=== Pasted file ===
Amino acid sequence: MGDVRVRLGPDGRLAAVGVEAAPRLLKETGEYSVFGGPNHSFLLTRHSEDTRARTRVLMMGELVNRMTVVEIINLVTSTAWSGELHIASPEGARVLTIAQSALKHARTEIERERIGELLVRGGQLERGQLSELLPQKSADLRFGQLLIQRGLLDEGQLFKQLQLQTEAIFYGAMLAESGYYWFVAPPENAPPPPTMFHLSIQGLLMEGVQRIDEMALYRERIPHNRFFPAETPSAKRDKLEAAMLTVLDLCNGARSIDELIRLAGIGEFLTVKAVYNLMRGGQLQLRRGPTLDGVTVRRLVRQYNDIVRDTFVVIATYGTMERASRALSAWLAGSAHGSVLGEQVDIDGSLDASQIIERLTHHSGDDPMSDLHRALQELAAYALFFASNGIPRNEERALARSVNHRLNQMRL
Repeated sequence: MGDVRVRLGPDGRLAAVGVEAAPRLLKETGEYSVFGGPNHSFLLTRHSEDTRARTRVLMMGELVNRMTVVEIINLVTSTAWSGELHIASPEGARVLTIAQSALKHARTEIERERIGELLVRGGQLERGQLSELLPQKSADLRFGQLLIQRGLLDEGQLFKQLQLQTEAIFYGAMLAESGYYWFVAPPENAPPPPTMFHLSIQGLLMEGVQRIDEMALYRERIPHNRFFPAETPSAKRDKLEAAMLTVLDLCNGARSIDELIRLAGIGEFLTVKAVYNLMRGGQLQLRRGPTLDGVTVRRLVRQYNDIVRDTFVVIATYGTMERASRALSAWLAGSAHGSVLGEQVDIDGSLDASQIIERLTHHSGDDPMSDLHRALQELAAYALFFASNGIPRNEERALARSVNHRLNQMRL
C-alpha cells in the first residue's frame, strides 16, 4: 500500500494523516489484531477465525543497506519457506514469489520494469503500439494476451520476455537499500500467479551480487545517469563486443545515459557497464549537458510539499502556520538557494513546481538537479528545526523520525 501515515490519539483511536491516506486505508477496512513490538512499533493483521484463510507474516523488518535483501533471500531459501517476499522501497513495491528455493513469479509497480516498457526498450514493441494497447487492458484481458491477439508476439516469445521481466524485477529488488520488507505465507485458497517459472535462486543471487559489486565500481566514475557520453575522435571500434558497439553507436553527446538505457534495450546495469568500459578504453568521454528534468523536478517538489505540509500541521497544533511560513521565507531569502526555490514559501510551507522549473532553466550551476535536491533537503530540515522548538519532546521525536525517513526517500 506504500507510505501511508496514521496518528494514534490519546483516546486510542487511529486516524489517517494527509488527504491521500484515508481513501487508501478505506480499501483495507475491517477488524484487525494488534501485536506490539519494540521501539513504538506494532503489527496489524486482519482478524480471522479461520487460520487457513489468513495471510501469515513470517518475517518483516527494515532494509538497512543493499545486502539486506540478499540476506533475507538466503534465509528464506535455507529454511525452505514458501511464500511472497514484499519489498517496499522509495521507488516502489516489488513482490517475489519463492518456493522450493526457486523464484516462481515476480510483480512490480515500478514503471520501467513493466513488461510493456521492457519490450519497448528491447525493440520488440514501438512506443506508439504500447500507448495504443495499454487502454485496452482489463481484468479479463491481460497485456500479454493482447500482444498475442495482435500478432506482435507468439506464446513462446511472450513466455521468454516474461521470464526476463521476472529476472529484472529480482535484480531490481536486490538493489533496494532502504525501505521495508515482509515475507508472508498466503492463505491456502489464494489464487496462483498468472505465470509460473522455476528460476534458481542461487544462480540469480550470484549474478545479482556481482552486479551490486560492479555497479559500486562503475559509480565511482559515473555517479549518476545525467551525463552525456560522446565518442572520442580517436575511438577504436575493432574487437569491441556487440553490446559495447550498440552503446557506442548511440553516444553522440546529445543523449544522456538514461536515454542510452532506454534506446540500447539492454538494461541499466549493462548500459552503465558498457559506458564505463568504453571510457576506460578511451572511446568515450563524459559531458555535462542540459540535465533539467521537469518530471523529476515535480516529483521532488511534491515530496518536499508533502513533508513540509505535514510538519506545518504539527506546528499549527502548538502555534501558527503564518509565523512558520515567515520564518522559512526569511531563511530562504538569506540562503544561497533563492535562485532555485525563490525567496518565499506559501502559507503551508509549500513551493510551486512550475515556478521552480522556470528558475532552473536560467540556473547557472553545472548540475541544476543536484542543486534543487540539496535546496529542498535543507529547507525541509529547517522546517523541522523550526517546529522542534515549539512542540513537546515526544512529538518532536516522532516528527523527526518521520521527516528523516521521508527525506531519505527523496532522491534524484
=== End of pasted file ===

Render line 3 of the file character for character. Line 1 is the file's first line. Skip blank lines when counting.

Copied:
C-alpha cells in the first residue's frame, strides 16, 4: 500500500494523516489484531477465525543497506519457506514469489520494469503500439494476451520476455537499500500467479551480487545517469563486443545515459557497464549537458510539499502556520538557494513546481538537479528545526523520525 501515515490519539483511536491516506486505508477496512513490538512499533493483521484463510507474516523488518535483501533471500531459501517476499522501497513495491528455493513469479509497480516498457526498450514493441494497447487492458484481458491477439508476439516469445521481466524485477529488488520488507505465507485458497517459472535462486543471487559489486565500481566514475557520453575522435571500434558497439553507436553527446538505457534495450546495469568500459578504453568521454528534468523536478517538489505540509500541521497544533511560513521565507531569502526555490514559501510551507522549473532553466550551476535536491533537503530540515522548538519532546521525536525517513526517500 506504500507510505501511508496514521496518528494514534490519546483516546486510542487511529486516524489517517494527509488527504491521500484515508481513501487508501478505506480499501483495507475491517477488524484487525494488534501485536506490539519494540521501539513504538506494532503489527496489524486482519482478524480471522479461520487460520487457513489468513495471510501469515513470517518475517518483516527494515532494509538497512543493499545486502539486506540478499540476506533475507538466503534465509528464506535455507529454511525452505514458501511464500511472497514484499519489498517496499522509495521507488516502489516489488513482490517475489519463492518456493522450493526457486523464484516462481515476480510483480512490480515500478514503471520501467513493466513488461510493456521492457519490450519497448528491447525493440520488440514501438512506443506508439504500447500507448495504443495499454487502454485496452482489463481484468479479463491481460497485456500479454493482447500482444498475442495482435500478432506482435507468439506464446513462446511472450513466455521468454516474461521470464526476463521476472529476472529484472529480482535484480531490481536486490538493489533496494532502504525501505521495508515482509515475507508472508498466503492463505491456502489464494489464487496462483498468472505465470509460473522455476528460476534458481542461487544462480540469480550470484549474478545479482556481482552486479551490486560492479555497479559500486562503475559509480565511482559515473555517479549518476545525467551525463552525456560522446565518442572520442580517436575511438577504436575493432574487437569491441556487440553490446559495447550498440552503446557506442548511440553516444553522440546529445543523449544522456538514461536515454542510452532506454534506446540500447539492454538494461541499466549493462548500459552503465558498457559506458564505463568504453571510457576506460578511451572511446568515450563524459559531458555535462542540459540535465533539467521537469518530471523529476515535480516529483521532488511534491515530496518536499508533502513533508513540509505535514510538519506545518504539527506546528499549527502548538502555534501558527503564518509565523512558520515567515520564518522559512526569511531563511530562504538569506540562503544561497533563492535562485532555485525563490525567496518565499506559501502559507503551508509549500513551493510551486512550475515556478521552480522556470528558475532552473536560467540556473547557472553545472548540475541544476543536484542543486534543487540539496535546496529542498535543507529547507525541509529547517522546517523541522523550526517546529522542534515549539512542540513537546515526544512529538518532536516522532516528527523527526518521520521527516528523516521521508527525506531519505527523496532522491534524484